Luca Bossi, Pedro Gomis-Porqueras, David L. Kelly
May 3, 2014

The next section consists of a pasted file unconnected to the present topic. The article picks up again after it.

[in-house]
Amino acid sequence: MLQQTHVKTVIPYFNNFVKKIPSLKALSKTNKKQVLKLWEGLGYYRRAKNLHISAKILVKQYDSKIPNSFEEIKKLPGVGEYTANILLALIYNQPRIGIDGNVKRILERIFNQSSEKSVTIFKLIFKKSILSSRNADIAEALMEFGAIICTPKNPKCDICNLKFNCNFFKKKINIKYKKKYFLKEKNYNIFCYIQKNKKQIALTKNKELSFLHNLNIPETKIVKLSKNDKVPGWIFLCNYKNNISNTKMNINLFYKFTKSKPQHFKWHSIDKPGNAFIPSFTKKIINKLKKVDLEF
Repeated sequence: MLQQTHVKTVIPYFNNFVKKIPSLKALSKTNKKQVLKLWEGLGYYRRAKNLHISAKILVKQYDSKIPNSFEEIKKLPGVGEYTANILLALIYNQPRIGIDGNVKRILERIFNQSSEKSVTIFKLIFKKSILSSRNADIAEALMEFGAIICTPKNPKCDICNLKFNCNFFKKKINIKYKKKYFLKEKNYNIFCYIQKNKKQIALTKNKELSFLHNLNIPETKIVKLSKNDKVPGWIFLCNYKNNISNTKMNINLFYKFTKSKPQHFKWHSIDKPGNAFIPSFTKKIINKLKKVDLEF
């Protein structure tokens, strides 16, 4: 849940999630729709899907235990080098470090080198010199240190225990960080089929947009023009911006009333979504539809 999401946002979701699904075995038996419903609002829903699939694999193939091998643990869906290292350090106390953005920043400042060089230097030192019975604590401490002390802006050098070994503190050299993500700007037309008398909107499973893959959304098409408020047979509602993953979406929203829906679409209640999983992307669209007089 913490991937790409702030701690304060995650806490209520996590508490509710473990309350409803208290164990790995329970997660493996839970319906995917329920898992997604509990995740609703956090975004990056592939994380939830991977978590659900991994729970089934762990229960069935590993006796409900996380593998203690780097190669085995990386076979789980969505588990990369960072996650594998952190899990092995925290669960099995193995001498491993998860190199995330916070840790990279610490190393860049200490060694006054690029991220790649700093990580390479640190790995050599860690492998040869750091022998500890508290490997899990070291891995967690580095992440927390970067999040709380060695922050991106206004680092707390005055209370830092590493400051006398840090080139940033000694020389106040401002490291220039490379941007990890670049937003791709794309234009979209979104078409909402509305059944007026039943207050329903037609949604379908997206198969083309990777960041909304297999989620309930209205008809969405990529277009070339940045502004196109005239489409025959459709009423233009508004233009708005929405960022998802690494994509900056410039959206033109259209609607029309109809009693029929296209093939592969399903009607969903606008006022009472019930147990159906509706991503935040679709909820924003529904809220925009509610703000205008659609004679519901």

In this paper we derive conditions under which optimal tax rates for addictive goods exceed tax rates for non-addictive consumption goods within a rational addiction framework where exogenous government spending cannot be financed with lump sum taxes. We reexamine classic results on optimal commodity taxation and find a rich set of new findings. Two dynamic effects exist. First, households anticipating higher future addictive tax rates reduce current addictive consumption, so they will be less addicted when the tax rate increases. Therefore, addictive tax revenue falls prior to the tax increase. Surprisingly, the optimal tax rate on addictive goods is generally decreasing in the strength of tolerance, since strong tolerance strengthens this tax anticipation effect. Second, high current tax rates on addictive goods make households less addicted in the future, affecting all future tax revenues in a way which depends on how elasticities are changing over time. Classic results on uniform commodity taxation emerge as special cases when elasticities are constant and the addiction function is homogeneous of degree one. Finally, we also study features of addictive goods such as complementarity to leisure that, while not directly related to the definition of addiction, are nonetheless properties many addictive goods display.